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1. Adolescencethey get rid of all the milk teeth and have their teeth. Growth and redness of the gums may occur due to hormones during this period, although not very often. A disease called 'juvenile periodontitis' in the gums also occurs during this period. This disease is a very serious gum disease, if left untreated can cause bleeding in the gums and, most importantly, melting of the jaw bone.
2. During pregnancy Bleeding, swelling and redness of the gums are frequently encountered due to changes in hormonal levels. In this period, gingival disorder called 'pregnancy gingivitis' may occur. A particularly planned pregnancy should be performed to prevent such gum disorders. Because dental care should be performed before pregnancy and when the pregnancy occurs, the dentist should be checked between the third and sixth months. In addition, all oral x-rays should be taken before pregnancy and teeth and gums should be checked. It should be noted that such X-rays cannot be taken during pregnancy.
From the 3rd month of pregnancy the baby's teeth begin to form. Calcium, phosphorus and other minerals necessary for the formation and development of the baby's teeth during this period are taken from the mother's bloodstream. Therefore, the mother's diet is very important for both the general health of the baby and the health of the baby. The mother helps the baby develop teeth by balancing the necessary calcium, phosphorus and vitamins. For healthy teeth and bones, a pregnant woman must necessarily milk and dairy products, meat, fish and chicken; fresh fruit and vegetables should be careful to feed.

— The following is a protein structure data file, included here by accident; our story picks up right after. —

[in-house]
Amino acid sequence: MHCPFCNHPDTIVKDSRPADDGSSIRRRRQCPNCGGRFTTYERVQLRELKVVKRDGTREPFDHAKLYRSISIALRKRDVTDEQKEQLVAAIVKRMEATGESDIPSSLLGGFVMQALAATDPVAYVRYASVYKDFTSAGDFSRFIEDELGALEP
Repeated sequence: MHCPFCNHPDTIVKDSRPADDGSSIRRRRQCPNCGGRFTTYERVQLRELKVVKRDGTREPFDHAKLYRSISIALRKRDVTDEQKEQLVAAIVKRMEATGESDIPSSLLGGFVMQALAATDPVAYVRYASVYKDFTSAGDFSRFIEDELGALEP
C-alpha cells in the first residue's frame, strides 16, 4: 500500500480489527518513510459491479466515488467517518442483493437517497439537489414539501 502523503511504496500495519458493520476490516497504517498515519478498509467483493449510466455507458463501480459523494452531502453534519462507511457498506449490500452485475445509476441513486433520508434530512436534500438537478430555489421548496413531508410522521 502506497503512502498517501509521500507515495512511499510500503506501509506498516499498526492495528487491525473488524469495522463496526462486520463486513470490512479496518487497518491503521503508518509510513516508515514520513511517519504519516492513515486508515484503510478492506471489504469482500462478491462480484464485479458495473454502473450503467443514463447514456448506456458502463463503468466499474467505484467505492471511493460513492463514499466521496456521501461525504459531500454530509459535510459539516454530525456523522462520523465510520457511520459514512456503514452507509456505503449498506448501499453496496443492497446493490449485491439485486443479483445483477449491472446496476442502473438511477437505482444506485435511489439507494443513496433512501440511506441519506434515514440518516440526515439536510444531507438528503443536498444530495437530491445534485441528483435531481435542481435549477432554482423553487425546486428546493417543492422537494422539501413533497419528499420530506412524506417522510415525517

3. During menopause more gingival recession is seen. In this period, medium-hard or soft toothbrushes should be used as much as possible and the loss of substances in the teeth should be reduced with fluoride mouthwash. Because of the stress and tension during this period, there may be nighttime squeezing, so the so-called night-guard plates can be applied to protect the teeth.
4. When using birth control medicine, gum health, which constitutes the most important part of our oral and dental health, is also of great importance for our general health. Even the healthiest teeth with no caries can be lost over time because of gum diseases that can progress insidiously and do not give signs easily. Gum health may be affected by many factors such as genetics, poor oral hygiene, smoking, hormonal changes and drug use. Especially during periods of intense hormonal changes in women such as pregnancy, menopause, puberty and menstruation, gums become sensitive and susceptible to gum diseases. Significant changes in oral and dental health also occur during periods of contraception. The most common distress caused by birth control drugs that cause an increase in progesterone hormone is redness and swelling of the gums. During these periods, maximum attention should be paid to oral hygiene. Women who apply to the dentist with bleeding and tenderness especially during brushing of the gums should inform the dentist if they are taking birth control medication. The dentist may advise on oral and dental health care to alleviate the side effects of such medications and recommend the use of mouthwashes if necessary.